8 Tips to Surviving the Revision Process

TIP 1: Be realistic about your deadline

I know we’re all desperate to please our editors and agents, but we’re not writing machines programmed to churn out edits at light speed, as much as we’d love to give off that impression. If you know the deadline you’ve been given isn’t achievable, let your editor and agent know as soon as possible and try to negotiate something you can actually meet.

It’s much worse to miss a deadline than to ask for a revised one.

TIP 2: Set up a ‘Work Zone’

It’s sometimes difficult for family members to appreciate how much concentration is needed to do revisions. When they see you staring wistfully out of the window, it may seem to them like you’re just goofing off /spying on the neighbours / redesigning your fantasy garden in your mind, but little do they know you’re actually trying to work out a particularly sticky plot-hole.

Every little distraction takes you out of the world, disrupts your flow, and in the end just wastes so much time.

To help get around this, dedicate an area of your house as your ‘work zone’, and let your family know that when you’re sitting there you are not to be disturbed. At all. Ever.

At times I had to relegate my poor hubbie up to the bedroom so I could work. He was very understanding, but sometimes you do have to be blunt and ask them to leave you alone to work. This is obviously a lot easier said than done, especially if you have children, but our loved ones do want us to succeed and be happy, so will be willing to do what it takes to help you out, at least from my experience!

Remember, this is a job, and you wouldn’t allow people to disrupt you at your office, so don’t allow it at home either.

TIP 3: Arrange a big social gathering after your deadline

If you’re up against a tight deadline, chances are you’re going to have to blow off all social engagements until they’re done. This can be a little demoralising, so arrange a big get together with everyone to celebrate handing in your revisions. It’ll give you a nice treat to focus on, and it’ll also let your friends and family know they haven’t been forgotten now you’re a ‘big-shot writer’ (ha ha).

TIP 4: Do your prep-work 

When facing an impending deadline, there is a temptation to just dive straight in and hope you can work out the edits as you go along. This will waste time in the long run. So spend a few days going over your editorial letter and notes, write solutions to all the issues and if you have any ideas or questions raise them with your editor at this stage.

Getting it all sorted up front will allow you to focus on just writing, rather than stressing about what happens as you go along, and avoid too many “OMG did I remember to bring that character back to life?” moments.

Of course, things always crop up as you go along, but doing the prep will help  prevent you getting too stressed when they do.

TIP 5: Get a writing schedule together

If you have a 350 page novel and only 4 weeks to deliver it, work out how many pages a day you’ll have to edit in order to meet this deadline. Be realistic. You do have other commitments, so be honest about the amount of hours each day you can dedicate to this and then set your targets accordingly.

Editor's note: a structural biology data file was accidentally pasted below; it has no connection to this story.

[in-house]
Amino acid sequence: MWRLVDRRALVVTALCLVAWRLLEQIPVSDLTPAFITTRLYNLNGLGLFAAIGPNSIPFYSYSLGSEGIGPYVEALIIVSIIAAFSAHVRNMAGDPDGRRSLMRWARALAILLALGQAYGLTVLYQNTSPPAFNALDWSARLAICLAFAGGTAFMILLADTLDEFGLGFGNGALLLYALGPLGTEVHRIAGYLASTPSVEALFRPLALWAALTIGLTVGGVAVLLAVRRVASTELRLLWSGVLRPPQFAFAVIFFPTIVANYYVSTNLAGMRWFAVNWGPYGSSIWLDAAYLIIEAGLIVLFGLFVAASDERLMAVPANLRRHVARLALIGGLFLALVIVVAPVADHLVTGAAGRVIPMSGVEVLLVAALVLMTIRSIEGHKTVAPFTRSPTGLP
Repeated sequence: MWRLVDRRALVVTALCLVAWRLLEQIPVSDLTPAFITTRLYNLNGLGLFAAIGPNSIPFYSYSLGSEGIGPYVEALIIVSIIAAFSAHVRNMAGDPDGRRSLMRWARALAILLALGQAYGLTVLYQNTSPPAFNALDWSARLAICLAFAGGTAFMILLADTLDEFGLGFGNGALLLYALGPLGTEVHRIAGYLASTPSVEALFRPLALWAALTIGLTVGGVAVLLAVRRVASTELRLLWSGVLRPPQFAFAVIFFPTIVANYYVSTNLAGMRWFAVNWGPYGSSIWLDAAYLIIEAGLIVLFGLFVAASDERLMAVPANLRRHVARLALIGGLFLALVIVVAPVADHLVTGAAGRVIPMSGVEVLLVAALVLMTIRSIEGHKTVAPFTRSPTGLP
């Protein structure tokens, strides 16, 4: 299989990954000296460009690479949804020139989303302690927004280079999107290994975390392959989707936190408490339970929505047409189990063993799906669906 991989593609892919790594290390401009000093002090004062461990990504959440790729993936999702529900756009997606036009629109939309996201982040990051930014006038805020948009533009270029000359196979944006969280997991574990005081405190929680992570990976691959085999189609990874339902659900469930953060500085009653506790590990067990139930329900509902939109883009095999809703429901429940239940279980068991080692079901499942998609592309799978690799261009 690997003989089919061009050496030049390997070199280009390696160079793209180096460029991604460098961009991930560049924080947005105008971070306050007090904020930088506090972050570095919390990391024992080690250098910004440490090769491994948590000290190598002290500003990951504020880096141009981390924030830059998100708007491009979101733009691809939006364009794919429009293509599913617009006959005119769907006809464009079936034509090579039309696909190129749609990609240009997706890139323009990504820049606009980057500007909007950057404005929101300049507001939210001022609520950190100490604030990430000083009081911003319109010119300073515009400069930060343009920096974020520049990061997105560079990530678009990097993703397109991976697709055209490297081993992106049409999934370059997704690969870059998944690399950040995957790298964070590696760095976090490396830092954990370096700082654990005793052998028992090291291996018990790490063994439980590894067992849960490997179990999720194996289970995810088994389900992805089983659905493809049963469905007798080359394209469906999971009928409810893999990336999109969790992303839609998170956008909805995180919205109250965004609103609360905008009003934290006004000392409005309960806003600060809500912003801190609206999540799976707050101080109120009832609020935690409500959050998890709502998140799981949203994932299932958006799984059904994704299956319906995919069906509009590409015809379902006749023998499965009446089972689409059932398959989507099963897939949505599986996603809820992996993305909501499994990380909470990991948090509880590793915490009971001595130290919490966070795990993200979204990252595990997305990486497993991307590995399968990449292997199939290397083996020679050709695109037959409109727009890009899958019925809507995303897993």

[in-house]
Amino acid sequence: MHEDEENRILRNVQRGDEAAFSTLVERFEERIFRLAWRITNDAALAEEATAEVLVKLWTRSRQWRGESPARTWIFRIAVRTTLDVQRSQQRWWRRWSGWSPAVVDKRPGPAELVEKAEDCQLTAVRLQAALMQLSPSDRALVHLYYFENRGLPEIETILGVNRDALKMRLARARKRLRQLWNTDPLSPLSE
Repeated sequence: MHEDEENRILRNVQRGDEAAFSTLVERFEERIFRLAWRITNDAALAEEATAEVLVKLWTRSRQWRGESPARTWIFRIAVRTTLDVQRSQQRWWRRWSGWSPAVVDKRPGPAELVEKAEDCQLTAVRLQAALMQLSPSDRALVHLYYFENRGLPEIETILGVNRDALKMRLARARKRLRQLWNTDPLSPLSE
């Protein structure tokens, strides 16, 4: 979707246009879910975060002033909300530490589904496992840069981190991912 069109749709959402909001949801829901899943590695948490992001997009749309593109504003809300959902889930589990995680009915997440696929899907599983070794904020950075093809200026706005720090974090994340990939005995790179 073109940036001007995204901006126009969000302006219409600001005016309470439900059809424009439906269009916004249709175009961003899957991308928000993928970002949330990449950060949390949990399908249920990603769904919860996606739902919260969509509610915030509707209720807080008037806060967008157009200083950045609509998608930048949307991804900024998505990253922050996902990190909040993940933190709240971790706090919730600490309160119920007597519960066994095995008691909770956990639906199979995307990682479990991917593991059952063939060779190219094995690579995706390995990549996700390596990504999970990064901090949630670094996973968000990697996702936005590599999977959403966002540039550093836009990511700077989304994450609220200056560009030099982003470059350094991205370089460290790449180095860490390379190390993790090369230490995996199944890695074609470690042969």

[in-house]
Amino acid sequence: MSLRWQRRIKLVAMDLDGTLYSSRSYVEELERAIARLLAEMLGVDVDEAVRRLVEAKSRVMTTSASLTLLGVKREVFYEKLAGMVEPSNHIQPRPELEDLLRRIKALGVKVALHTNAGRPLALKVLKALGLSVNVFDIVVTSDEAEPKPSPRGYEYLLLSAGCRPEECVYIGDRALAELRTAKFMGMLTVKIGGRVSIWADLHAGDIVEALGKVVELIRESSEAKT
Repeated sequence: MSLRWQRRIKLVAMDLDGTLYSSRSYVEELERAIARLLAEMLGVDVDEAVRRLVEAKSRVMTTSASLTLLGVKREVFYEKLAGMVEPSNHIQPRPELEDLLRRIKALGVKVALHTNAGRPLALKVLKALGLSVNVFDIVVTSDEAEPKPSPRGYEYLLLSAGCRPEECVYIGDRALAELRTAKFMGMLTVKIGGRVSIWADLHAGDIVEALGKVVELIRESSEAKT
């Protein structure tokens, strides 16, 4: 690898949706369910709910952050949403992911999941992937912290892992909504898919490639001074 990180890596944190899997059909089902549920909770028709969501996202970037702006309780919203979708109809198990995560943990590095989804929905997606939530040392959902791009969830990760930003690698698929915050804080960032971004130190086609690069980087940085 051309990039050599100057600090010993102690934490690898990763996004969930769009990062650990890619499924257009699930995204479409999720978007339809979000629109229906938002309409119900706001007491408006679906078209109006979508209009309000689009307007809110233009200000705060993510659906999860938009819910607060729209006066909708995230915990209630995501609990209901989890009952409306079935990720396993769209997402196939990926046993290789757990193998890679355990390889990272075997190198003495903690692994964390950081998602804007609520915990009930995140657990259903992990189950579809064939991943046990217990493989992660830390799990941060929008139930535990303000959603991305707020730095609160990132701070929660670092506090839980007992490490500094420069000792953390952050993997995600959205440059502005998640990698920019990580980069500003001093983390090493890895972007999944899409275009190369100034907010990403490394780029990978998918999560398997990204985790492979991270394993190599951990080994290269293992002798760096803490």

Also, do remember some parts of the book will take longer to fix than others, so factor this in to your daily estimate and try and keep those tough revisions for days where you can spend more time on them.

TIP 6: Say goodbye to sleep

The hours are long, so be prepared for it. On week days I was working from 4.30pm-2am (after doing a full day at the office) then on weekends I was working from 7am-3am. The hours were like this for many weeks, and there wasn’t a single day off. So let family and friends know that you’re going to be tired, see if you can get help around the house for chores as you won’t have time to do them, and just accept the fact you’re going to be exhausted. This is why Tip 3 ‘Arrange a big social gathering after your deadline’, is so important, as you’ll need it to motivate you.

TIP 7: Segment your MS into bite-sized chunks

There is nothing more daunting than looking at your full manuscript and realising how much work there is ahead of you. If you’ve set a daily target of, say, 15 pages, a good psychological trick is to separate your MS into multiple sections of 15 pages. Then each day, only take out the 15 pages you need to work on and leave the rest in a binder, hidden away from sight. I can assure you 15 pages looks a lot more achievable than 350.

TIP 8: Do your daily edits in a different Word doc

Similar to above, it can be very demoralizing when you look down at the page count on your document to discover you’re only on page 60 of 350. It can feel quite overwhelming knowing how much work there is ahead of you. So a little trick is to copy and paste the 15 pages you’re going to edit that day into another Word doc, and work on them separately. Again, it’ll feel more manageable and you’ll get a great sense of achievement when you know you’ve completed 15 of 15 pages, rather than only 75 of 350.

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Comments

  1. Elizabeth, this is fantastic. As I said in my interview with you, I admire your dedication and it inspires me to work harder.

    I’m not at that point where I am doing editorial revisions, but I will be optimistic and print this out for future perusal.

    Thanks a bunch!

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